I just remember leaving there thinking about that Cowboy song, “All My Friends,” that Gregg would do from time to time. That was the soundtrack in my head on the whole drive home. You could feel it in the air. Those are fortunate moments to have. You don’t always get to have those.
Did you think he could survive anything, like Keith Richards?
I think until that day, that was how I felt about it all along. I was like, “Oh yeah, I know he’s going through some stuff, but shit, he’ll be fine. That dude is invincible.” Then you realize that there’s some things you can’t just walk through.
What was it like to attend Gregg’s funeral?
It was just so intense, and so final. So much history there, man. It was an open casket at Snow’s [funeral home] where they had one for Duane way back when. You look across the room and you see Duane’s widow and his daughter, and Berry Oakley’s son and widow. Even seeing Jimmy Carter there, you realize how fucking powerful that whole thing was. I don’t know Cher, but she was very sweet.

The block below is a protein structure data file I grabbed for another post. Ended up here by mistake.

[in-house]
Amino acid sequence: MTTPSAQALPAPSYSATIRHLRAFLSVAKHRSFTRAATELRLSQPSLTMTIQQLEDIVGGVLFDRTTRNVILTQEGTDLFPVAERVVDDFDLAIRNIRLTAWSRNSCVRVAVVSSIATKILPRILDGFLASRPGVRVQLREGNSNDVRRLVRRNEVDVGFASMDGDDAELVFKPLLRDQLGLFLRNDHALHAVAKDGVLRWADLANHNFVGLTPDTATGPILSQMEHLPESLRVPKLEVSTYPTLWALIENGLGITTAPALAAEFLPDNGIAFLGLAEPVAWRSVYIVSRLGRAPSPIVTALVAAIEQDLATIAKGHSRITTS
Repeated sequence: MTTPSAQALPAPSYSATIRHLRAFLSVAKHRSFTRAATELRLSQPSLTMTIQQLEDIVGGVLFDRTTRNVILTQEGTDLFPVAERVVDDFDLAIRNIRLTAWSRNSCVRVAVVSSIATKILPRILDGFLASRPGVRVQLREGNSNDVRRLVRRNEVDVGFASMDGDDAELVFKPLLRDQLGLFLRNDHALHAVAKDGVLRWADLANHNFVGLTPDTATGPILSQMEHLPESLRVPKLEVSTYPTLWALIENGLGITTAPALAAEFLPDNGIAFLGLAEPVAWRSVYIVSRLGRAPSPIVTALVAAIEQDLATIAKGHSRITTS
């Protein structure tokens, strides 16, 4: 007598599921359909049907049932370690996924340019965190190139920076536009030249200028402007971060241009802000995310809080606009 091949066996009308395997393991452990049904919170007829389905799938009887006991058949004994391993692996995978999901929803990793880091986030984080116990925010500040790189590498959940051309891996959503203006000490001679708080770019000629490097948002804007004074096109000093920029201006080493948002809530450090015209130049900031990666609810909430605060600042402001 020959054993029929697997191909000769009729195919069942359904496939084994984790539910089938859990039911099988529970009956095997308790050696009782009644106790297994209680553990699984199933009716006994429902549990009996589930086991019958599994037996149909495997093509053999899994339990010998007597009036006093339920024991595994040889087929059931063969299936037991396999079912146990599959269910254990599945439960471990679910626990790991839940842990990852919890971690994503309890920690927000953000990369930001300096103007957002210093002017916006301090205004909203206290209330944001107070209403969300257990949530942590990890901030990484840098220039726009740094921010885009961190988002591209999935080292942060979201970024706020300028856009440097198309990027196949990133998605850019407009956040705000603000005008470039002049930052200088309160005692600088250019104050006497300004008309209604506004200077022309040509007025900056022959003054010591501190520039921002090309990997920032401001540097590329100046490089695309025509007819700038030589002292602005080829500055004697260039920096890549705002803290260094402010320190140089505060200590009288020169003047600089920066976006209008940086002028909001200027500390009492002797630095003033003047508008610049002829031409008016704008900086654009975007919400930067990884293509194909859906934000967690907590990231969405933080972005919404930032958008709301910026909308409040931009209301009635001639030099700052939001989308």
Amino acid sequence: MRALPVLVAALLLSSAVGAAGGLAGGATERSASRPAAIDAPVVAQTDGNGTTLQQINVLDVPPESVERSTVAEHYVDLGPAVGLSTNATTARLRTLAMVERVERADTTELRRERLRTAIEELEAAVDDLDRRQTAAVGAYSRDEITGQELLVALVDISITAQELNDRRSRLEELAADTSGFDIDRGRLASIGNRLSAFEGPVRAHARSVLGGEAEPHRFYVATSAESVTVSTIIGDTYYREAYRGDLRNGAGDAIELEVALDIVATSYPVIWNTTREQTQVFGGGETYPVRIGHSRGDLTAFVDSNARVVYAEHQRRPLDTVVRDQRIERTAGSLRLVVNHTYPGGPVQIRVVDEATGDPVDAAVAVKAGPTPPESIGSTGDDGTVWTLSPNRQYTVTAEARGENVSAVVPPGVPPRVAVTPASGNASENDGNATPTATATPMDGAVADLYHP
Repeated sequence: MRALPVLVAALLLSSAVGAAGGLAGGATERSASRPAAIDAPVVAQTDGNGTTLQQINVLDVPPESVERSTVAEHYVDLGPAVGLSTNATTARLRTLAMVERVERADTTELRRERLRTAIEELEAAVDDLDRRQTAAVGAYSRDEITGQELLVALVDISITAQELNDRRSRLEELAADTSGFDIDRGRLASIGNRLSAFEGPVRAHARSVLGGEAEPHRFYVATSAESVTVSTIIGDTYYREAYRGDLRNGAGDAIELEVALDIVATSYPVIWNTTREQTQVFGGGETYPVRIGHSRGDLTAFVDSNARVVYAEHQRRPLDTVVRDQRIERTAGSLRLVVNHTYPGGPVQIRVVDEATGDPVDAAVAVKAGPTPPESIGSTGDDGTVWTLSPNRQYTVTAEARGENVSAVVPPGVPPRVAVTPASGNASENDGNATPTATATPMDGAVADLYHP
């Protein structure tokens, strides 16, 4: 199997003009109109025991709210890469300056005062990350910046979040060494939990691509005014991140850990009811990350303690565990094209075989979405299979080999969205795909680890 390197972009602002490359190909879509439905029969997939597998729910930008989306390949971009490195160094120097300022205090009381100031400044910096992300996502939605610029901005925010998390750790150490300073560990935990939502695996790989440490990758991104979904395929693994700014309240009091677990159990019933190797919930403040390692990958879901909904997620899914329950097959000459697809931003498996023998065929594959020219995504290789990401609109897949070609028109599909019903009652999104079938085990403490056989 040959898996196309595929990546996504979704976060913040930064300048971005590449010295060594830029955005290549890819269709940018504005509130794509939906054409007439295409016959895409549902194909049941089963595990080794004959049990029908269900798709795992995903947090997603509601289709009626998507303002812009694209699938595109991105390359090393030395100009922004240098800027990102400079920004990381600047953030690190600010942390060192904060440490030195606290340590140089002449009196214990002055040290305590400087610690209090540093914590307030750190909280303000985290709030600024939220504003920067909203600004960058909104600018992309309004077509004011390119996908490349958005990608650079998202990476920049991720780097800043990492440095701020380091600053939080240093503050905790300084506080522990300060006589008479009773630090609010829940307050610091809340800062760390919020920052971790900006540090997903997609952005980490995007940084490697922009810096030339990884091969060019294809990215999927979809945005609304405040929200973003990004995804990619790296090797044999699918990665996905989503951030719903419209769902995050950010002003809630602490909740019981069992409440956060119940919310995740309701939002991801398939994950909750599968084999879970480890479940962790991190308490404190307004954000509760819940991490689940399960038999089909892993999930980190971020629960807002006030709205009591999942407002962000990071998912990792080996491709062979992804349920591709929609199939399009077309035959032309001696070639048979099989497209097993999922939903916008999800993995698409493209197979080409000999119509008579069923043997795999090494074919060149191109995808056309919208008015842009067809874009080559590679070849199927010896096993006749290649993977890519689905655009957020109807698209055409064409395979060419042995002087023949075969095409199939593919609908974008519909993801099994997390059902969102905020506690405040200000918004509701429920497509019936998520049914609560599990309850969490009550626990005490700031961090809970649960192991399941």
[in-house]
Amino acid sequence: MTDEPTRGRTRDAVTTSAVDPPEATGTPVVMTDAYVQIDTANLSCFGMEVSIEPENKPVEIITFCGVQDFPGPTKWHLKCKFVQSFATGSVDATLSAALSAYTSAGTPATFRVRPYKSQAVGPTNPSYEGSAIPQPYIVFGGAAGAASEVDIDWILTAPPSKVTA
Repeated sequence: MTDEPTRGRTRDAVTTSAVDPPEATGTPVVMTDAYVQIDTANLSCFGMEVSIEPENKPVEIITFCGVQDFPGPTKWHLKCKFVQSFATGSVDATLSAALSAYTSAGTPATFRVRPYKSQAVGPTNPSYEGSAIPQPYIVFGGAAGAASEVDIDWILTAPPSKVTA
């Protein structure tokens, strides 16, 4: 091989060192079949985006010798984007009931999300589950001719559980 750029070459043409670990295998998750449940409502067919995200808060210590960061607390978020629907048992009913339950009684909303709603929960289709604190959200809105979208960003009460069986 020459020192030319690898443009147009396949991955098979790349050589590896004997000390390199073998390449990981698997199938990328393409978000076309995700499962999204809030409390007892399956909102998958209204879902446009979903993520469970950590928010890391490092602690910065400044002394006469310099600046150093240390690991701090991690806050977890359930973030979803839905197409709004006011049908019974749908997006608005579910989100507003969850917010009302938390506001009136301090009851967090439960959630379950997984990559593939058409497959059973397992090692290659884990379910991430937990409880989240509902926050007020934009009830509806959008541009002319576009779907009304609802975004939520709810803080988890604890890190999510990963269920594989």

Then the procession all the way through Macon, down to Rose Hill [Cemetery]. You’re sitting there at that gravesite, and seeing Duane and Berry’s headstones and watching Berry Jr. looking across Gregg’s casket at his dad’s gravesite. It was just too much. Duane and Berry’s [graves] are right next to each other. Gregg’s grave was on the other side of this little walkway. So they’re all there. Gregg’s mother, Mama A [Geraldine Alice Allman], they put her ashes in when they interred Gregg.